In 1969 I wrote a short monograph on Frank Stella. It was easy enough to begin the text with an enthusiastic, full-scale treatment of the black-stripe paintings of 1959, works by a twenty-three-year-old that still loom large as watershed masterpieces of twentieth-century art. But it was not so easy to end my text, which had to stop short after only a little more than a decade of Stella's work. Hanging in midair, I resorted to a rhetorical flourish and claimed that we could "look ahead confidently to as much, even more, from the Stella of future decades as we have had from the Stella of the 1960s." The truth was that I didn't believe this. I felt that to leave him dangling in 1969, a time when his work looked solid but unchallenging, was in effect to wrap up and put to rest a brilliant, decade-long career in which a genius entered art history and changed its course drastically with a long run of great paintings in a short run of vintage years, after which he became increasingly irrelevant. There had been ample precedent for this relentless, almost Darwinian pattern in the heroic generation preceding Stella's. For our art-historical time capsules, wouldn't just three or four critical years of, say, Pollock, de Kooning, Rothko, or Still give us not only the major glories of their art but also the exact point at which they left their huge imprints on history? Following this cruel yet demonstrable logic, it was not hard to think in 1969 that, final diplomatic sentences aside, Stella belonged more to the past than the future.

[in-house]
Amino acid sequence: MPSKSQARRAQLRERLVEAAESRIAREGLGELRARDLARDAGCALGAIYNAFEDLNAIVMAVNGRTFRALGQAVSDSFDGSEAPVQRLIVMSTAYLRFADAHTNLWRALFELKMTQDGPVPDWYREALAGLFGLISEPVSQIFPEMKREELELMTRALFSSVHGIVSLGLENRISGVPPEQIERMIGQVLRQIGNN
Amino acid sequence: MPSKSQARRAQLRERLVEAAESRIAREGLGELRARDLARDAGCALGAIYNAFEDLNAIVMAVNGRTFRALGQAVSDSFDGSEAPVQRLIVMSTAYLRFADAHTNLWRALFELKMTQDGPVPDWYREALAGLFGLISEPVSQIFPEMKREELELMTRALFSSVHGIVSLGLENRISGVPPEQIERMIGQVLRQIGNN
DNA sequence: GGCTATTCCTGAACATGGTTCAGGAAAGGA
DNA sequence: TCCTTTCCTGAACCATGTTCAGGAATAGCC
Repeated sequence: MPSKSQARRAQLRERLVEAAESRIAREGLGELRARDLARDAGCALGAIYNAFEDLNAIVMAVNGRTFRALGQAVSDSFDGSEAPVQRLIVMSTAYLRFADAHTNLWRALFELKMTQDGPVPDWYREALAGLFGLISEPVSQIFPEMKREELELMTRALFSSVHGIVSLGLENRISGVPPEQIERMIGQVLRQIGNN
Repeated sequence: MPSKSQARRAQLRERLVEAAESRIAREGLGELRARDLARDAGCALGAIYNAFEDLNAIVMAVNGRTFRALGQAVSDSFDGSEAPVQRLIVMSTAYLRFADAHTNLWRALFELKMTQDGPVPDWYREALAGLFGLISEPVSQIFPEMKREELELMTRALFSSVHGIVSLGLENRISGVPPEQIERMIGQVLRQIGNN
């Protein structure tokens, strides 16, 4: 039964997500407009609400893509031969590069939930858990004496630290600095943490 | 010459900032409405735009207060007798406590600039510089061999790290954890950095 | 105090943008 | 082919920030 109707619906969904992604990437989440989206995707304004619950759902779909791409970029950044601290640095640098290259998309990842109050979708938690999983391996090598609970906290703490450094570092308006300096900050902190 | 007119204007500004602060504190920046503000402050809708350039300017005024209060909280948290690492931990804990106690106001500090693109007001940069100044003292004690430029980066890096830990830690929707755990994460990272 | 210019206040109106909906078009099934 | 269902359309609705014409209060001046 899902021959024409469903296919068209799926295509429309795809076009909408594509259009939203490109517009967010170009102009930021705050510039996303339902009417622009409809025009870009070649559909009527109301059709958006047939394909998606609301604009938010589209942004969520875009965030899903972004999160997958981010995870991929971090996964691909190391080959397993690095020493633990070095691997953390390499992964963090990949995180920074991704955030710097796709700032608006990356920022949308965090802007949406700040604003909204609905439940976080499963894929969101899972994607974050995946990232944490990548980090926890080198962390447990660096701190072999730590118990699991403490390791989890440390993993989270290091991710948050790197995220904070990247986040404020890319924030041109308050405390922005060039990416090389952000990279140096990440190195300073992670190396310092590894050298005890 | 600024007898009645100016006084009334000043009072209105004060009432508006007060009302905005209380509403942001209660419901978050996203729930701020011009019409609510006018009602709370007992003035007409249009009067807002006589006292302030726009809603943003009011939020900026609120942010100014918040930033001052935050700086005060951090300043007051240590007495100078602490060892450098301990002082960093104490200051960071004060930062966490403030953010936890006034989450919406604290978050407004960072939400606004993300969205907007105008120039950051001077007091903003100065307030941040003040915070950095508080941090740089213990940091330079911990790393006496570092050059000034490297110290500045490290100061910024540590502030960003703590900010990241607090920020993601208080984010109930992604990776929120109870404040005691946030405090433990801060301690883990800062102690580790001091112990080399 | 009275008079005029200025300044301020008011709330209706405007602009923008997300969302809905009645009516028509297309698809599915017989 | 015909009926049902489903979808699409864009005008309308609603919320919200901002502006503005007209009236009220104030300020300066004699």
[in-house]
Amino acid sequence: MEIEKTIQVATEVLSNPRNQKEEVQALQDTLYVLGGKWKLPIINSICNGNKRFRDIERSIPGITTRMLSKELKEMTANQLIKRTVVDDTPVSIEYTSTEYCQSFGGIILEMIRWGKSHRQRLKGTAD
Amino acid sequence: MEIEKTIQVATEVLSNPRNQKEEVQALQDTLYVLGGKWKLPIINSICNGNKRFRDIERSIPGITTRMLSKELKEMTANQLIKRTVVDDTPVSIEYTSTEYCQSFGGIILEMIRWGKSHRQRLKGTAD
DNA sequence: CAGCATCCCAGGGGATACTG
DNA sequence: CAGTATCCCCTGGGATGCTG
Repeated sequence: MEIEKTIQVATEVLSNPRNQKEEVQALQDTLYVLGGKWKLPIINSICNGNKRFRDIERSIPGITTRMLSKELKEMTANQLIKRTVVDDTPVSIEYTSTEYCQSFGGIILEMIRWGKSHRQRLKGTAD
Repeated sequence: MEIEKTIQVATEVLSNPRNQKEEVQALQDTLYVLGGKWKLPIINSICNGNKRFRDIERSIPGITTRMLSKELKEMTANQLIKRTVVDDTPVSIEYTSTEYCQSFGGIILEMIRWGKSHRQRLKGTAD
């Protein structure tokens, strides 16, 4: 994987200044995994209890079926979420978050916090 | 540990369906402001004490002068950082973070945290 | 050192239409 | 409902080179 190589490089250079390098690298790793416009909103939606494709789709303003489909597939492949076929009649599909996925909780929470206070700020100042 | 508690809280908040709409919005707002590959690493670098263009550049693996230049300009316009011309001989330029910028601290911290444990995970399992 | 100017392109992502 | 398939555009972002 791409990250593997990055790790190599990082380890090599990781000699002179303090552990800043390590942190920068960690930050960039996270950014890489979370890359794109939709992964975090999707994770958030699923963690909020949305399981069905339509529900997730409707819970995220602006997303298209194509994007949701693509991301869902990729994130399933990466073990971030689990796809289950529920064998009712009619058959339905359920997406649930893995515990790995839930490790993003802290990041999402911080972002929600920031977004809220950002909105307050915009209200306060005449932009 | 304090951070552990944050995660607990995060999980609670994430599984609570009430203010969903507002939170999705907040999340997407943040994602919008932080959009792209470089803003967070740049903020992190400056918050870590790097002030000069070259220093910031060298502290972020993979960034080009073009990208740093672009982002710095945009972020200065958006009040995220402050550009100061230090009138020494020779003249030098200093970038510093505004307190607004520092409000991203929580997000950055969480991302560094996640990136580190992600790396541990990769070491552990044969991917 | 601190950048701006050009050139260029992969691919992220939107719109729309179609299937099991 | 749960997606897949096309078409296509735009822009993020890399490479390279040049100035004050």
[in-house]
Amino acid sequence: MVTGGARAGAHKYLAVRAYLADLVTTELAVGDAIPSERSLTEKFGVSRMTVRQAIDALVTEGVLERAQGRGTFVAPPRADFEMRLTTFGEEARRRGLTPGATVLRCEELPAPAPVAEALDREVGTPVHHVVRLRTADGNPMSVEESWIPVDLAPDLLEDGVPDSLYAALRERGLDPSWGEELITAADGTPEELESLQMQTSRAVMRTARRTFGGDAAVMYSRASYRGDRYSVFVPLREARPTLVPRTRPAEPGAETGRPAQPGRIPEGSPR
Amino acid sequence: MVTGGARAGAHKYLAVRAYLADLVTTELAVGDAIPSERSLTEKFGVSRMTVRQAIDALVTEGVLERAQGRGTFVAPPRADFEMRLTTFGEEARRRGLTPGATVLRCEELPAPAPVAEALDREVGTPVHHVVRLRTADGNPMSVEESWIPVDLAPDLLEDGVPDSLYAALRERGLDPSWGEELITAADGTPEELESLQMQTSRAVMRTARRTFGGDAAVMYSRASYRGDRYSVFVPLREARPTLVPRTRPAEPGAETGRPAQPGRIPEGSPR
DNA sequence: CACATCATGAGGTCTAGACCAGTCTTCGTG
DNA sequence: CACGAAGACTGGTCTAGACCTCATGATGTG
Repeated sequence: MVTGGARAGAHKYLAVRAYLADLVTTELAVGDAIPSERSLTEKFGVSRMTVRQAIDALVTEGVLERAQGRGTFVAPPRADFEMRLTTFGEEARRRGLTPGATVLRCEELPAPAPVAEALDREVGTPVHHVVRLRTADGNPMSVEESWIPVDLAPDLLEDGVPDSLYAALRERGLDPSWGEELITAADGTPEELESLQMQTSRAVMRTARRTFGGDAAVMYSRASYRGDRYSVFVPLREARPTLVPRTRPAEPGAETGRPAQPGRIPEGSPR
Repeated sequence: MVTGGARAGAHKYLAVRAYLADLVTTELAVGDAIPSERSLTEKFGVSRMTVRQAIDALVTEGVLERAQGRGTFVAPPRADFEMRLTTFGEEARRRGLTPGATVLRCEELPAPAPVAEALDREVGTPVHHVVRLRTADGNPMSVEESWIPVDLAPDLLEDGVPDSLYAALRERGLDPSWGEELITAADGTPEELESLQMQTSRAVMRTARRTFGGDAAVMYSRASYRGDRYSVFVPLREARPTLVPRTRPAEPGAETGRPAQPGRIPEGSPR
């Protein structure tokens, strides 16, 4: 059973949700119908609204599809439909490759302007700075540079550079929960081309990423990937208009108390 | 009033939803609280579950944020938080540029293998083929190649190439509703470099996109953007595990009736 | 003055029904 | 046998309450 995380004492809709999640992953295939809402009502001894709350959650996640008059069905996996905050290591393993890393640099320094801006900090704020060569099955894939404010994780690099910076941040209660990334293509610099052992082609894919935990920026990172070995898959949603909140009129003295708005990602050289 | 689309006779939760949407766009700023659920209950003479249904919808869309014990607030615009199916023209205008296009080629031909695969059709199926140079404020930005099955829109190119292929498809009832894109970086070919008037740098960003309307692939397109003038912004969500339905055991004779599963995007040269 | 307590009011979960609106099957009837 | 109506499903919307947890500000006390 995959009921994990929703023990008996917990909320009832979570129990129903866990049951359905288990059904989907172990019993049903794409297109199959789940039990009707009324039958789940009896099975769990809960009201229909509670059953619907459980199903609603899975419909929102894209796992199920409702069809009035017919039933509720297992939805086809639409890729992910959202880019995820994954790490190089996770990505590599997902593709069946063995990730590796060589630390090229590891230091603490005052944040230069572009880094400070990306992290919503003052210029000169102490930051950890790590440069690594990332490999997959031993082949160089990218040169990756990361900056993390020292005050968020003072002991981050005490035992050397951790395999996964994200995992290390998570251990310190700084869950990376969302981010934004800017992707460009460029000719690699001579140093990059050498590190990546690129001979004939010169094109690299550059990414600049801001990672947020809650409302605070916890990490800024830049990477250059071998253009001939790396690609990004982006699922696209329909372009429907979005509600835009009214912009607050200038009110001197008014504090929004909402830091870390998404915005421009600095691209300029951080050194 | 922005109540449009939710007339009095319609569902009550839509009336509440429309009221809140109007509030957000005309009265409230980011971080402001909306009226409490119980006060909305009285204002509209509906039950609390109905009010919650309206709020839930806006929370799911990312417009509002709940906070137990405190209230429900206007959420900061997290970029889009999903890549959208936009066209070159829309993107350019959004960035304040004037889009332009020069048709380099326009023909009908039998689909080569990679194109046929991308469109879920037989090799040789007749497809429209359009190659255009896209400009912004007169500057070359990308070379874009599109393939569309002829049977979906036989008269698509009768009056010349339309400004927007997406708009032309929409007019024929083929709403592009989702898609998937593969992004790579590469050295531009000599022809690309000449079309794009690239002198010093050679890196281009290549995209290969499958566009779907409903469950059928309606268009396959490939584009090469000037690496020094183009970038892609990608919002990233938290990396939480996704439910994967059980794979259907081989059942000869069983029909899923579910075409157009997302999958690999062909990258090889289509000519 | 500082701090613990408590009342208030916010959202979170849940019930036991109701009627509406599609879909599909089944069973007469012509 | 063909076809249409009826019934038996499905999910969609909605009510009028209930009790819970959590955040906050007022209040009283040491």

To my continued amazement, my instinct turned out to be wrong and my hollowly sanguine prophecy to be right. For after 1969 Stella's work accelerated so rapidly in invention that beginning in 1976 with the Exotic Bird series (fig . 113), every new show provoked the same kind of jaw-dropping response demanded by those first black-stripe paintings of 1959. Once more it looked as if a totally fresh, youthful artist had appeared, almost from nowhere, to confront us with numbingly unfamiliar experiences that we could not blink away. Furthermore, the new work seemed entirely to negate the monkish austerity and renunciation with which Stella had entered the art scene in 1959. He started as a young Savonarola who banished from the vocabulary of painting everything suggestive of pleasure, freedom, and impulse, leaving us only with a bare skeleton, immobilized in rectilinear patterns of noncolors (black, aluminum, copper). But now he pushed to the opposite extreme, assaulting us with an overwhelming glut of every color in the plastic rainbow, with hard-edged arabesques of decorative curves and serpentine circuits, with every imaginable ragged doodle and scribble in an alphabet of reckless graffiti. Even more, he steered painting and sculpture into a